Saturday, May 24, 2008
Cranford by Elizabeth Gaskell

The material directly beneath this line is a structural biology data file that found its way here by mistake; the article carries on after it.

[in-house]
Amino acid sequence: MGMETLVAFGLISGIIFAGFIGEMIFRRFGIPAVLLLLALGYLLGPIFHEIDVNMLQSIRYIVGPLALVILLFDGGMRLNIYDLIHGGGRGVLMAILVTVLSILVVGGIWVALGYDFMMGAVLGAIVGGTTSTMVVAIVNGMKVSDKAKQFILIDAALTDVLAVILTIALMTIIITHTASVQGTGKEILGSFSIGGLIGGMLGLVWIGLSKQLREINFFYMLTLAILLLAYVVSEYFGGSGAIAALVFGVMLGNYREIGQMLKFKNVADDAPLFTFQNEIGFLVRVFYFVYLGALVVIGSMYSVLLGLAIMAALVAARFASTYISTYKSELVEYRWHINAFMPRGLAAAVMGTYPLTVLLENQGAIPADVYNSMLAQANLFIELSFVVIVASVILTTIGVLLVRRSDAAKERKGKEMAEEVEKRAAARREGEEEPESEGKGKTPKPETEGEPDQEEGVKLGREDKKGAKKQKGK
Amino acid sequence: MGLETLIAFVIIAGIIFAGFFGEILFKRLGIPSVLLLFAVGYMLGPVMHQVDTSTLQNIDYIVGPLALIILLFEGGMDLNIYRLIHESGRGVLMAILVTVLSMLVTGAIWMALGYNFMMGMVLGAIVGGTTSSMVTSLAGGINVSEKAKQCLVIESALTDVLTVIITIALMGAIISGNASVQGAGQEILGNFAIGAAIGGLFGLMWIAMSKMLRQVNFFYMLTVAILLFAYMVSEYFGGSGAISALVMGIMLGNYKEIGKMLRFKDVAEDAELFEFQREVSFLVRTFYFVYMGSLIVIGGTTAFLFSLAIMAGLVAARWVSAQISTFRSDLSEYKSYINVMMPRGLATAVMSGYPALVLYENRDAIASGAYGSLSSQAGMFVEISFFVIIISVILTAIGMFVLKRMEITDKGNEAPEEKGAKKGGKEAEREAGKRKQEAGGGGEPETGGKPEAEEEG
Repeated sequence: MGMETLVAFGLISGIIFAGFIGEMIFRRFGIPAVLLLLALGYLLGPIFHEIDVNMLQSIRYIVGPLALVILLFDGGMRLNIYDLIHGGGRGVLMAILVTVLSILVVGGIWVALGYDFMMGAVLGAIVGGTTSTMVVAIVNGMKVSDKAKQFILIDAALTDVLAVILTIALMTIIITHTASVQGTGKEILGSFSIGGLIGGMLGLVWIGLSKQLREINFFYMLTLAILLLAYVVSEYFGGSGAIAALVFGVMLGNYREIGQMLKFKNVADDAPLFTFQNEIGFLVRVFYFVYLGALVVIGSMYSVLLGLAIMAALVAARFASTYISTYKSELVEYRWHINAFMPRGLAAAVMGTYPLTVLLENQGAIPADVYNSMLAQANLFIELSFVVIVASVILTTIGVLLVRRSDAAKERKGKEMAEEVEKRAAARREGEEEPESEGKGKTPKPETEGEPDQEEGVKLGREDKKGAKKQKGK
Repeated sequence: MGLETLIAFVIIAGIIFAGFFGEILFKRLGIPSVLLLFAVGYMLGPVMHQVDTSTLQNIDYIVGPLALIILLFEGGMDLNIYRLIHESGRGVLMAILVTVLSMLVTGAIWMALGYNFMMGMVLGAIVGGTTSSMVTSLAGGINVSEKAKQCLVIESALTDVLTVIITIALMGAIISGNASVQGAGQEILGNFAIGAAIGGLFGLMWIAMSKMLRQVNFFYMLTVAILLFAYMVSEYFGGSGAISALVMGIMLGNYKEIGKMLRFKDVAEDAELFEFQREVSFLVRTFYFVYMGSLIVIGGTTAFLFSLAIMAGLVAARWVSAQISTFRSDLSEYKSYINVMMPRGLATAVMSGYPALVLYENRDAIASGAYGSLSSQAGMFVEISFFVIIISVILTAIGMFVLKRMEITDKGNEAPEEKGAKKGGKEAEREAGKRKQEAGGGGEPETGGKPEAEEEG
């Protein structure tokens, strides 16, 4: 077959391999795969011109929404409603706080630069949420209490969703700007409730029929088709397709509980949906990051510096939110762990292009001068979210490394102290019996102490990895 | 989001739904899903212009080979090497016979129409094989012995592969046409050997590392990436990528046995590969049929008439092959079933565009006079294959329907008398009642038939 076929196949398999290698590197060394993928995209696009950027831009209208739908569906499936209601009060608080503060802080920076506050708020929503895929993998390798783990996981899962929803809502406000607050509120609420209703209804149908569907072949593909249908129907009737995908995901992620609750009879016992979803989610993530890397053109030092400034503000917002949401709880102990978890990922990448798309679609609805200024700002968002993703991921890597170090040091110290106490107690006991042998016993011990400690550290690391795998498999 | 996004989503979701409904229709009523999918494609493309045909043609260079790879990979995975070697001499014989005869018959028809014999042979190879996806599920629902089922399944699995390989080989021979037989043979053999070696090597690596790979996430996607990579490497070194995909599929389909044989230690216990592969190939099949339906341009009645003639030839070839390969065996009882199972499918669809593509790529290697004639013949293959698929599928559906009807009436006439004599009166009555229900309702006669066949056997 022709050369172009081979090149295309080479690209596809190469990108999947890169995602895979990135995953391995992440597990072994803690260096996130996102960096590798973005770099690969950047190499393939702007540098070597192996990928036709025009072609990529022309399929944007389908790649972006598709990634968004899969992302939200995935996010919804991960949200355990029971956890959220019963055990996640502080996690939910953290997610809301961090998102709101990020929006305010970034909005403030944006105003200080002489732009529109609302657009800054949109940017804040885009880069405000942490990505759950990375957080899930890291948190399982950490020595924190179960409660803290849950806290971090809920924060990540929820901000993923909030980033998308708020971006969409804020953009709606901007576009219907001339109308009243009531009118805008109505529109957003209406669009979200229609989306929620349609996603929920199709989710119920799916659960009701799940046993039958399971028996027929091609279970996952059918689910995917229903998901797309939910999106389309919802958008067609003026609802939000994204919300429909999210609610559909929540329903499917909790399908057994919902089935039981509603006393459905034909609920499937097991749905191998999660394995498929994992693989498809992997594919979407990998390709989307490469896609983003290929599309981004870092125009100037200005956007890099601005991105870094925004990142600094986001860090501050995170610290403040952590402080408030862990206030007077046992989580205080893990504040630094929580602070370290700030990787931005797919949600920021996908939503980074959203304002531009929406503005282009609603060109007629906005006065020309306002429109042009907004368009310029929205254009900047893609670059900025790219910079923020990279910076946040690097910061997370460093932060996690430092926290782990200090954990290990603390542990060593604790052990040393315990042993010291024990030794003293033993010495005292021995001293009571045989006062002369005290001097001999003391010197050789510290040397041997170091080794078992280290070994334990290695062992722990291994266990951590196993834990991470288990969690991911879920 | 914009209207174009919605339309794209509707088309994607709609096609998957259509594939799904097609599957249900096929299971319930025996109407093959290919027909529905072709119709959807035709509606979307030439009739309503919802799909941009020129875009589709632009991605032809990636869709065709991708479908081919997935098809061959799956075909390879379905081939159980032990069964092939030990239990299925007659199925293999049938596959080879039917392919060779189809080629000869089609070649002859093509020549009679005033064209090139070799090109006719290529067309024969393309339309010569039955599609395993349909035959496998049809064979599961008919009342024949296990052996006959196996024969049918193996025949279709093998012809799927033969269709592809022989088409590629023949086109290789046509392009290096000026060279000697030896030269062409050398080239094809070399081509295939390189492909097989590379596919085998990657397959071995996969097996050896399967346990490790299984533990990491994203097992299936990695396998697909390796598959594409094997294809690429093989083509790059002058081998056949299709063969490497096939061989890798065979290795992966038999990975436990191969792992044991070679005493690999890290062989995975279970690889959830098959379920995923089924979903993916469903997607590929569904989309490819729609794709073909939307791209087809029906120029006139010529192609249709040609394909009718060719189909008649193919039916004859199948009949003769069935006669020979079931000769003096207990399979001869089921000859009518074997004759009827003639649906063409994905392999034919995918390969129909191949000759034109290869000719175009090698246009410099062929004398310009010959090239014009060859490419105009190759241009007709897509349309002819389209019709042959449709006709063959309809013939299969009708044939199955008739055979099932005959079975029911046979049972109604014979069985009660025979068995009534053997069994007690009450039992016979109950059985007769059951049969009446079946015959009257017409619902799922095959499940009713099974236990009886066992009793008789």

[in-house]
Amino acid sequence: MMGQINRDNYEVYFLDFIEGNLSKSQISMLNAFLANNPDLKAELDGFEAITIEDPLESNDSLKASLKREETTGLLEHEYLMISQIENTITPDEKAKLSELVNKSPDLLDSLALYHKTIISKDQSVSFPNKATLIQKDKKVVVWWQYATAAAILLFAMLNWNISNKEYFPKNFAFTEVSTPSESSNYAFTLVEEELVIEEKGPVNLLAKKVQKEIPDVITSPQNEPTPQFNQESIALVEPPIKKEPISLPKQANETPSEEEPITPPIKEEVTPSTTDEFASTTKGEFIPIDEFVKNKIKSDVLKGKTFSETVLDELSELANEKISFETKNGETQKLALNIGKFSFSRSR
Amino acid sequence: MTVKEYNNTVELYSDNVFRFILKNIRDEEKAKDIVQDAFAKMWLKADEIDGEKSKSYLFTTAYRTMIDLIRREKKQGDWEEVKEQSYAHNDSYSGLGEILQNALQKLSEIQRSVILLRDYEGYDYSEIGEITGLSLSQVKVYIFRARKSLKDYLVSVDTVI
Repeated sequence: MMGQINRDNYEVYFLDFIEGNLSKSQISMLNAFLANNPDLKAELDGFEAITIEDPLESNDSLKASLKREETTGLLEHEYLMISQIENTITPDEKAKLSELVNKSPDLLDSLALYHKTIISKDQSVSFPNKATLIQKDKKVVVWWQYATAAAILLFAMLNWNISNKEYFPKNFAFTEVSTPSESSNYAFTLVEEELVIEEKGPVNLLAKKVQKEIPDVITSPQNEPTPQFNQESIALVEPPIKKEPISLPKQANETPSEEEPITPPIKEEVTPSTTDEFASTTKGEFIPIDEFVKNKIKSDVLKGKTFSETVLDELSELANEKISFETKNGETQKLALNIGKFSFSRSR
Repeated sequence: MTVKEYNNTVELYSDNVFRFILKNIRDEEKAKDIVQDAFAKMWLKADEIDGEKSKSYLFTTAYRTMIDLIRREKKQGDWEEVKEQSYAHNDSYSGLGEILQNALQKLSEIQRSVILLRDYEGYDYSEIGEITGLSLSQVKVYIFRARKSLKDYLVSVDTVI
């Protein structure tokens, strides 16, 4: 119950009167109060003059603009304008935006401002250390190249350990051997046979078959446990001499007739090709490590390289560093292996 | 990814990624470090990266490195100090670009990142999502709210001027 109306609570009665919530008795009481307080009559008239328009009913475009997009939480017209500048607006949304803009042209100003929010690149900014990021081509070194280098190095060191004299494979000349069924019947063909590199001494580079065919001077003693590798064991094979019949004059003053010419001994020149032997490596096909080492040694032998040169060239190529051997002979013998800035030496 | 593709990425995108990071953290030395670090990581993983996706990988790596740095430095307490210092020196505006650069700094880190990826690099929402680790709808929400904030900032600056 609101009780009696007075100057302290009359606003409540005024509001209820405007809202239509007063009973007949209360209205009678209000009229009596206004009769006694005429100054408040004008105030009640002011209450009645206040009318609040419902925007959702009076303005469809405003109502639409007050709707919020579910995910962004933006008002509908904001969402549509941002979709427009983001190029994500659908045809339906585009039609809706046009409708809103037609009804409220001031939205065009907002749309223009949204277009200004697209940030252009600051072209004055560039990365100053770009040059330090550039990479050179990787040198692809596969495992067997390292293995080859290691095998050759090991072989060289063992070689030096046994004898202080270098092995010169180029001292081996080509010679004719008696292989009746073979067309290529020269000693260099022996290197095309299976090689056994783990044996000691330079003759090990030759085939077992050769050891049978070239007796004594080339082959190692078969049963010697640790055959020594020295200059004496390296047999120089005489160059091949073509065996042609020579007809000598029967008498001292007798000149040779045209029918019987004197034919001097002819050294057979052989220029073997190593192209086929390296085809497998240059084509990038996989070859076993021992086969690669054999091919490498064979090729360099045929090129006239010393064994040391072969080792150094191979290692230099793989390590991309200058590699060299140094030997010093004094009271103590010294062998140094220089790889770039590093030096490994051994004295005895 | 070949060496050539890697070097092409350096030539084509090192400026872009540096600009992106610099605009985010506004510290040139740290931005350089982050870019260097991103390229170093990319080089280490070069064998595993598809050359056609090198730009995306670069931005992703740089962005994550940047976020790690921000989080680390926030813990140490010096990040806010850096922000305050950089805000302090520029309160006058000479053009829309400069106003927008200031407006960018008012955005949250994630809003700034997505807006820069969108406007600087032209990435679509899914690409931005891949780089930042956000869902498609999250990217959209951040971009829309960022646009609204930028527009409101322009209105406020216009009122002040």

I really enjoyed the recent Masterpiece Classics version of this novel and so finally picked up the crumbling (but still lovely) copy that belonged to some unidentified ancestor of mine. And I fell for the book just as I did the TV version. It made me want to move immediately to an old English village and drink tea while gossiping with the neighbors. The characters, mostly a group of single women in a small village whose old ways are becoming ...well, old... are treated with a great deal of humor and yet it's never truly at their expense because Gaskell makes clear how loyal and good they are despite being fairly ridiculous. It's a good lesson in how you can mock a character's behavior and yet still balance the mockable behavior with honorable behavior...and end up with a book that is funny and optimistic and all about how nice people can be to each other. It made me think of the movie Lars and the Real Girl (Ryan Gosling, yes, very nice) which takes as its premise what if a guy lost his mind (he falls in love with a doll--yes, let's stick with calling it a doll) and everybody in town is nice to him instead of mocking him. And it ends up being a really optimistic movie about how kind people can be. A nice balance to the largely pessimistic world of most artistic endeavors.